Any algebraically closed field (ACF) is a model of Modular arithmetic (MA). (MA) has the same axioms as first order Peano arithmetic (PA) except $\forall x(Sx \neq 0)$ is replaced with $\exists x(Sx=0)$. MA is $\omega$-inconsistent and all infinite models are non-standard.

Is any ACF a recursive model of MA? If so, how would such a model avoid Tennenbaum's theorem? I know there are weak theories of arithmetic with recursive non-standard models, but MA has the same induction schema as PA.

I have read "An old theorem of A. J. Wilkie (Some results and problems on weak systems of arithmetic, Logic Colloquium '77) asserts that a discretely ordered ring $R$ can be extended to a model of open induction if and only if for all $n>1$, there is a homomorphism from $R$ onto $\mathbb{Z} /n \mathbb{Z}$". An ACF is not a discretely ordered ring, but any $\mathbb{Z} /n \mathbb{Z}$ is a model of MA. Is $\mathbb{A}$ homomorphic to some $\mathbb{Z} /n \mathbb{Z}$ or are ACF's different from other models of MA?

I asked this question on SE and got no answer.

The standard models of MA are the rings $\mathbb{Z} /n \mathbb{Z}$ where $\mathbb{Z}$ are the standard integers and $n$ is a standard natural number. All standard models of MA are finite. Let $\mathbb{N}^*$ be a countable non-standard model of PA and let $\mathbb{Z}^*$ be the integers extended from $\mathbb{N}^*$. A "non-standard" model of MA would be a ring $\mathbb{Z}^* /n^* \mathbb{Z}^*$ where $n^*$ is a non-standard natural number larger than any standard natural number.

We know the structure of $\mathbb{N}^*$ is $\omega + (\omega ^* + \omega) \cdot \eta$ where $\omega$ is the order type of the natural numbers, $(\omega ^* + \omega)$ is the order type of the integers and $\eta$ is the order type of the rationals. The $(\omega ^* + \omega)$ structures are sometimes call Z-blocks. The usual argument for the structure of countable non-standard models starts by assuming $a$ and $b$ are natural numbers and $|b-a|$ is larger than any standard natural number. Assume $a+b$ is even. Then $\frac{a+b}{2}$ must be an infinite distance from $a$ and an infinite distance from $b$. This shows the Z-blocks are dense. Between any two Z-blocks there is another Z-block.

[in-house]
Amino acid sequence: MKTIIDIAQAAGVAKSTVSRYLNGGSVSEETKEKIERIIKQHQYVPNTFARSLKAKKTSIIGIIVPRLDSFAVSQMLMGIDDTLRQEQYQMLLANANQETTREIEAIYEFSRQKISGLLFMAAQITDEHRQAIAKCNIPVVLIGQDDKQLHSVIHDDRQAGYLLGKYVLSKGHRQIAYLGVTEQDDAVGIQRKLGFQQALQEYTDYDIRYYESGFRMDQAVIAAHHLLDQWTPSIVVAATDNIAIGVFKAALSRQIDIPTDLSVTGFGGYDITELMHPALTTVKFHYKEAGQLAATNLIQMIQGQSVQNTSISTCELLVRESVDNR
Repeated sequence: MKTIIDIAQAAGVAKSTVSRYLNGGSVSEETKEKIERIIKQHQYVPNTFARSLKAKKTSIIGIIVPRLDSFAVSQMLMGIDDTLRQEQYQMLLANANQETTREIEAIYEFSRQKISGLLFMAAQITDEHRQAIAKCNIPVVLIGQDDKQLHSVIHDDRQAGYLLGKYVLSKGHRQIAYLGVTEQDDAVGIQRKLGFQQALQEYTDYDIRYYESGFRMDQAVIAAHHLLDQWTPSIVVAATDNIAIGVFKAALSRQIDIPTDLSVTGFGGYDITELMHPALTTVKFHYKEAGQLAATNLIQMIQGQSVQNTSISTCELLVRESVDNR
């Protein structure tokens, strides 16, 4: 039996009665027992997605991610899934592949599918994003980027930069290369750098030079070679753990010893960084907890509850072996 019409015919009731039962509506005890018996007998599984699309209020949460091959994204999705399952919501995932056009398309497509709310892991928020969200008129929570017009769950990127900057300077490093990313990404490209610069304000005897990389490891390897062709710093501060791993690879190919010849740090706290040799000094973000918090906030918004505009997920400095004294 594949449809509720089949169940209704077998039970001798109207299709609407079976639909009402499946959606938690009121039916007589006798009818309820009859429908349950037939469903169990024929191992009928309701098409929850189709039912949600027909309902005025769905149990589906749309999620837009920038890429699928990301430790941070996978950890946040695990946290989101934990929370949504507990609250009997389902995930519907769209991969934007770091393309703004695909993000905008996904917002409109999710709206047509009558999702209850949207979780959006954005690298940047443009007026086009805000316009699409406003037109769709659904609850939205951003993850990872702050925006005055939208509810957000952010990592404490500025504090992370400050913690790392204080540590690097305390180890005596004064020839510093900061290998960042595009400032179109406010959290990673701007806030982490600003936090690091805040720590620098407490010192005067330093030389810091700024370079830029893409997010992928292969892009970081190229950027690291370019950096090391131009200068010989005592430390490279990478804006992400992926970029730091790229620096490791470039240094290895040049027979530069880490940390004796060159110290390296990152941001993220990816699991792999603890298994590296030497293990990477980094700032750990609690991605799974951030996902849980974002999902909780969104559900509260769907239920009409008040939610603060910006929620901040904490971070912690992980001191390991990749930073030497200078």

I have always assumed similar arguments show a ring $\mathbb{Z}^* /n^* \mathbb{Z}^*$ has the structure $(\omega ^* + \omega) \cdot \eta$. I expand my question to ask if there are recursive models of $\mathbb{Z}^* /n^* \mathbb{Z}^*$.

Everycountable ACF is isomorphic to a recursive one. Tennenbaum’s theorem is about models of PA (or its weak subsystems like $IE_1$), so it does not apply to MA. I don’t understand the last question. What is $\mathbb A$? If it is supposed to be an ACF, then no, because every homomorphism from a field into another ring is automatically an embedding. $\endgroup$ – Emil Jeřábek Dec 14 '13 at 18:15shouldexpect recursive sets to be encodable in the same way as in PA in a theory which is quite different from PA. Pretty muchnothingin usual proofs of Tennebaum theorem works for MA. What you call for whatever reason “nonstandard models of MA” do not behave in any useful way similarly to nonstandard models of PA. The main property of nonstandard models of PA is that they are end-extensions of the standard model under the ordering of the model, and then induction gives overspill. None of this makes any sense without an ordering. $\endgroup$ – Emil Jeřábek Dec 14 '13 at 18:33